Being Sheepish

I rarely feel my age (which in my head is defined by a tolerance for alcohol, celebrating the weekend, having a proper job and probably some sort of exercise routine). Either I feel six years old, or forty-six years old. (In other words, I neither earn money nor have the energy to go out clubbing). Faced with a rejection from a prospective job that had got my excitable little heart singing definitely made me feel like a toddler. All I wanted was my mummy. It’s especially hard to not take rejection from a Christian workplace as a sign that I really am the rotten, got-in-by-administrative-error Christian that a snickering little voice in my head often tells me I am. Life, I have to remind myself, is not a conveyor belt- a gentle, steady-paced movement from a to b, preferably accompanied by supermarket muzak. To get the decent soundtrack, you have to cope with a few more bumps in the road.

Psalm 23 is full of lovely, refreshing imagery:  green pastures, quiet waters, shepherds and sheep (very Wordsworth) and it has the beautiful promise: “He restores my soul; He guides me in the paths of righteousness for His name’s sake”. But how God does so isn’t quite as winsome: “your rod and your staff, they comfort me”. In other words, like wayward sheep, sometimes we need an explicit nudge in the right direction. Not so we can ricochet around some pinball machine for God;s own amusement. But so that God can protect us and lead us down paths where we will grow, be nourished by Him, learn to lean on Him, and serve Him. And ‘lead’ is the right word- He always goes ahead of us, whether it is through the Sinai desert or along the streets of Jerusalem to Calvary. Prods hurt. Vaccinations do too. The recognition that, in my self-preservation-minded naivety, I don’t always know what is best for me is the proper response to both. (Though I wouldn’t be averse to a consolation lollipop falling from the heavens…)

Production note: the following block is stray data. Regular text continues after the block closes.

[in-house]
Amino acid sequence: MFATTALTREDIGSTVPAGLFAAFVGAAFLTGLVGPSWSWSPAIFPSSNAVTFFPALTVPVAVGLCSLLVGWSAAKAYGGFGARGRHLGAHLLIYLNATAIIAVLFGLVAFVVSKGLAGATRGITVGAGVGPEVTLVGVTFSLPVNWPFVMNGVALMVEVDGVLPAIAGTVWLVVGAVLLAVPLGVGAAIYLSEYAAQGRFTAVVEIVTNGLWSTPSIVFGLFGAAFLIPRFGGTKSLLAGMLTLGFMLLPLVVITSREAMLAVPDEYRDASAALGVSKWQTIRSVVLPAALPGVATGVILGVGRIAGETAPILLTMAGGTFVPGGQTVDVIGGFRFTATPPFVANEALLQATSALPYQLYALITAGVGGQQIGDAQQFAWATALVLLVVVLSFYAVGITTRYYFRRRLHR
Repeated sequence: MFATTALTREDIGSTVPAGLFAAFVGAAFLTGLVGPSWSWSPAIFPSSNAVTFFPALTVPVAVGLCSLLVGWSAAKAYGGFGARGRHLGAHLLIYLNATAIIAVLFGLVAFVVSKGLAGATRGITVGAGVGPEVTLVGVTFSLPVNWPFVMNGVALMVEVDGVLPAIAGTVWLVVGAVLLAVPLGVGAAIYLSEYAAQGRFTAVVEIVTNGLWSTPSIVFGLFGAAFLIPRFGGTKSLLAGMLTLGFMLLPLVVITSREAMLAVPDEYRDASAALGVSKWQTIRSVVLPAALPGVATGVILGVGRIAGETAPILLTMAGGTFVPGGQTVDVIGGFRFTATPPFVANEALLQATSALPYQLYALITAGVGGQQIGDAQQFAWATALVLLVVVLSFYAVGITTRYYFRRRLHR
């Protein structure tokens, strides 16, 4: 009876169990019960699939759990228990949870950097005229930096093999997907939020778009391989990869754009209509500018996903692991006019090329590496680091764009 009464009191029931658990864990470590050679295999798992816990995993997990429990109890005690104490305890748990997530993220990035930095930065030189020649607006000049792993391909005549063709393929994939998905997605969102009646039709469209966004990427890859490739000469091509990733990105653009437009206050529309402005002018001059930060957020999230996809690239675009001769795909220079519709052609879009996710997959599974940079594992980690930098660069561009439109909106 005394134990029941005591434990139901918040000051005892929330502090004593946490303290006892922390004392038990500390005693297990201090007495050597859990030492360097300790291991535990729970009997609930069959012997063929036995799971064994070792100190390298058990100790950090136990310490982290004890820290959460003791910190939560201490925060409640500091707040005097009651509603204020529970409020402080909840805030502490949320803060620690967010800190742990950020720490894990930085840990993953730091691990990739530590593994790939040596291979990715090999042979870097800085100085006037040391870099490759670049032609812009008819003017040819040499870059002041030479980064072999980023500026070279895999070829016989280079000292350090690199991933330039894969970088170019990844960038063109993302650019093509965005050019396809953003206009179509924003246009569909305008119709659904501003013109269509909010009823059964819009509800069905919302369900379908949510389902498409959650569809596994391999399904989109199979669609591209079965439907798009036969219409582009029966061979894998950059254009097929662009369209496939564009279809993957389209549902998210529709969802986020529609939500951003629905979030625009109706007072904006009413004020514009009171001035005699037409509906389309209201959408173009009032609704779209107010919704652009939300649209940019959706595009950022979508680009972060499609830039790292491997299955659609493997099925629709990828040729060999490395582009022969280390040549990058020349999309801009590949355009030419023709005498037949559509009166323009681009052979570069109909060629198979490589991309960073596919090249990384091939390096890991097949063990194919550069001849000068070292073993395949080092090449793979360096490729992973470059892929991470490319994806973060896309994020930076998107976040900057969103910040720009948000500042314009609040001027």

Most reassuring of all, is the knowledge that I haven’t disappointed God. Aligning my will with His feels seriously uncomfortable. But I know I would rather cause Him joy than bring myself smug self-satisfaction. Because He loves me irrespective of my achievements, and I could never promise myself that consistency. I’ll distract myself from my own finiteness til the proverbial cows come home. God, on the other hand, remembers that I am dust, and accepts me in spite of it.

Psalm 103:13-4:

“As a father has compassion on his children,
so the Lord has compassion on those who fear him;
for he knows how we are formed,
he remembers that we are dust.”

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